Officials tighten security

COLUMBIANA – Visitors to the Columbiana school buildings should be prepared to identify themselves and explain why they are there before being allowed into the building, even if staff already know who they are.

Superintendent Don Mook said Friday the district is reviewing and reinforcing its already existing visitor guidelines as a result of the Wednesday incident in which an unidentified man entered the building and used the restroom without signing in, resulting in a Level 1 lockdown.

He said parents, relatives or guardians coming to the building during the day will need to properly identify themselves and be visible to the security camera before being allowed into the building, and once inside will also need to sign in, as is the regular policy.

“It isn’t anything new, we have always had them in place, and we are reinforcing what we have as policies.

What happens is we just have to get our parents to help us in complying with that,” he said.

Parents or other visitors should not be upset if they feel as though building secretaries are giving them the “third degree,” he added.

He said when a visitor rings the outdoor buzzer building secretaries ask them to identify themselves and look into the security camera.

“They are just going to have to work with us to make sure we know who they are and identify themselves clearly … we are not going to let someone with a hood up and we can’t tell who they are into the building. We have to know who they are and we will have to clearly see them,” he said.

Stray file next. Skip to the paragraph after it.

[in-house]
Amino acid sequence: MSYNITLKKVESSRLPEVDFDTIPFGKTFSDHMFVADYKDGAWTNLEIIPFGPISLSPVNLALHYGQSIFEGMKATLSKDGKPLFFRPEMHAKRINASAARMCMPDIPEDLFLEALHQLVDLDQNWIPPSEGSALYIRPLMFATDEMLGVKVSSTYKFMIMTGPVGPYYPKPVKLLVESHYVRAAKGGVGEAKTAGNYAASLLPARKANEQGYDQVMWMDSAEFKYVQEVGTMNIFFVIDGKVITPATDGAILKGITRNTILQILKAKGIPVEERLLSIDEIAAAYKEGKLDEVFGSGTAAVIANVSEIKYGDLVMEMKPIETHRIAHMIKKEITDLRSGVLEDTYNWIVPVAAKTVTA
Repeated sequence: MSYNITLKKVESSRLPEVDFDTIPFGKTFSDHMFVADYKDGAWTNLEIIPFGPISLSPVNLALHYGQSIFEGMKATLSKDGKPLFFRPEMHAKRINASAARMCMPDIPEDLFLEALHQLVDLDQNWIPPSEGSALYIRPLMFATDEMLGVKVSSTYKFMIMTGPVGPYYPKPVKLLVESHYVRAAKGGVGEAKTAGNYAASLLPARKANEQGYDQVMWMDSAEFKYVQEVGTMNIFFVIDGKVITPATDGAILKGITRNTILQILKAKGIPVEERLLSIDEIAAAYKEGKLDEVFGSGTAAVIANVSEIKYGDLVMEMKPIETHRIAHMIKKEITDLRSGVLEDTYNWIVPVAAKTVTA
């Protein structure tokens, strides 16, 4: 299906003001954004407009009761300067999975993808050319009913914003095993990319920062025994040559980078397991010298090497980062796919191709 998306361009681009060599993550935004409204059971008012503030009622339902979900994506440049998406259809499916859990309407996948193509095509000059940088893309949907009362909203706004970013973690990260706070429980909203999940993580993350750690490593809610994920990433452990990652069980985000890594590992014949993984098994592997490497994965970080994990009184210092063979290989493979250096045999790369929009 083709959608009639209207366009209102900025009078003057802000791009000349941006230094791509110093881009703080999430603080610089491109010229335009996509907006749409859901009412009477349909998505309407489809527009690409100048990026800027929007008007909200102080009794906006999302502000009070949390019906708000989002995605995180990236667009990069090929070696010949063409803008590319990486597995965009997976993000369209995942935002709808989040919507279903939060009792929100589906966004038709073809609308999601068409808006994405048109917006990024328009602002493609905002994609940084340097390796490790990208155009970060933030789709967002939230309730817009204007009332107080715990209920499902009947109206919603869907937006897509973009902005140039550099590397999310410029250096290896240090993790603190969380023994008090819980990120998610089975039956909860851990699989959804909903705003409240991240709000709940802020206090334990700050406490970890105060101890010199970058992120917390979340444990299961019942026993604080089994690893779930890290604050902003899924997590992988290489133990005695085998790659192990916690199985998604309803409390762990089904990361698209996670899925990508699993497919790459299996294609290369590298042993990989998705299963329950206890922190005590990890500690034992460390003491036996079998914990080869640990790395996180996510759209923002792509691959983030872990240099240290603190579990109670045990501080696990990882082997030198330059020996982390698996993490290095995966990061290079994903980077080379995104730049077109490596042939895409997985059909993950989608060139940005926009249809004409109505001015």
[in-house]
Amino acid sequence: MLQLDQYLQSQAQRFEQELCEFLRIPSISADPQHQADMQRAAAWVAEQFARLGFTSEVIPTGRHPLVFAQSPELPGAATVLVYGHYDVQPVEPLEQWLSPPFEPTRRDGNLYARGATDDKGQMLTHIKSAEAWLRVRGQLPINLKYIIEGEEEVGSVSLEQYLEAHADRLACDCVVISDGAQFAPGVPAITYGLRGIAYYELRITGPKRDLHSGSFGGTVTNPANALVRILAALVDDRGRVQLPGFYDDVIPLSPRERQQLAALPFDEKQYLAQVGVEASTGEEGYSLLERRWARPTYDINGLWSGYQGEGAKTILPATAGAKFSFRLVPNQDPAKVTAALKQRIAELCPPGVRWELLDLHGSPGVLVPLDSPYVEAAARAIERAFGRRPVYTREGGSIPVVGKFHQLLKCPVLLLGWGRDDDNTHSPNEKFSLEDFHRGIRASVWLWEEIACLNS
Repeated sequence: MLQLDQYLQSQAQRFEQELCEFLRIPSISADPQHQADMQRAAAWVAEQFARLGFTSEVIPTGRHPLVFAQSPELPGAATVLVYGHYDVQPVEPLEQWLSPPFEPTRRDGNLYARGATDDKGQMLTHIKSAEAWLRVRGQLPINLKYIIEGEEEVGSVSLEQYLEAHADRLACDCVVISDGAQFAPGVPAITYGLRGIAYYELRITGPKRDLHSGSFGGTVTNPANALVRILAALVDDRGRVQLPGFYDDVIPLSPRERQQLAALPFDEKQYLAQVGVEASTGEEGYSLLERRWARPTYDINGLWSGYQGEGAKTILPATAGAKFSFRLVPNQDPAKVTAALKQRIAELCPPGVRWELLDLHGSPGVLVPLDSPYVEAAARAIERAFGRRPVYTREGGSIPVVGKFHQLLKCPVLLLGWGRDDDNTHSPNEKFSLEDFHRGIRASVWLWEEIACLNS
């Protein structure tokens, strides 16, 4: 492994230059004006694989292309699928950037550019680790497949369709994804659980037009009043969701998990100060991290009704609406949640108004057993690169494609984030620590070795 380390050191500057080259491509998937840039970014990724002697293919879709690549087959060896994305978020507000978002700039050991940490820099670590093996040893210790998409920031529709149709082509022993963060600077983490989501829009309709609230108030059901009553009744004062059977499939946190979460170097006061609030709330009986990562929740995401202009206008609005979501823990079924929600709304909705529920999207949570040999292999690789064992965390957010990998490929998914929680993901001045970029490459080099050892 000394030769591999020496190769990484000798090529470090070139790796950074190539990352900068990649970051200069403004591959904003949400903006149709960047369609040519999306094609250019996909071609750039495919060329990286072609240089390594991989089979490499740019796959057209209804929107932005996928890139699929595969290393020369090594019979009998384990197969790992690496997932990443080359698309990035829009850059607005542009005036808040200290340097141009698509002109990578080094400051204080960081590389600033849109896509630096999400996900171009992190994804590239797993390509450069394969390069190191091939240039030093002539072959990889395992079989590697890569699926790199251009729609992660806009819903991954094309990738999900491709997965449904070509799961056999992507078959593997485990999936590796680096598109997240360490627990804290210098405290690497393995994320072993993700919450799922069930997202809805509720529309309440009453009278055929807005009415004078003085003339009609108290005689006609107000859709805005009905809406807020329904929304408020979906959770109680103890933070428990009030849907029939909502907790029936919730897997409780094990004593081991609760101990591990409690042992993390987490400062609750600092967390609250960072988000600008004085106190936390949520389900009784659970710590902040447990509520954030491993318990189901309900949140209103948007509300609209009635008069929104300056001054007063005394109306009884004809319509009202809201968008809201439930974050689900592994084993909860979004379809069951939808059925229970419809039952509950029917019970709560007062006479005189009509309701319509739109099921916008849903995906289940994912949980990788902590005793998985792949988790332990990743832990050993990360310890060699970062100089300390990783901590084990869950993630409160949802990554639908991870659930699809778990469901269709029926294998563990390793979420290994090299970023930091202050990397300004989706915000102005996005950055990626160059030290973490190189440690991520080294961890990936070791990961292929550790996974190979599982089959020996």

Typically, parents, grandparents and other legal guardians visit buildings throughout the day to drop off lunches, homework or gym clothes and shoes for students, he explained.

Once inside visitors must sign in at the main office and sign out again when they leave.

“That isn’t anything new, and in fact that has been pretty carefully followed in our elementary school,” he said.

Parents and guardians were notified by the district through an all-call about the process and procedures following the Wednesday incident, he added.

“They can help us do a better job just by simply cooperating with how we do things … they are going to know we are going to request who they are and what they are here for,” he said.

The man who entered the high school building on Wednesday told a secretary through the intercom system outside that he needed to use the restroom. The secretary told him to come to the main office and sign in first, and while he did go to the office he did not sign in or out before leaving the building, breaching protocol.

Mook said the high school building is available for public walking during after-school hours only.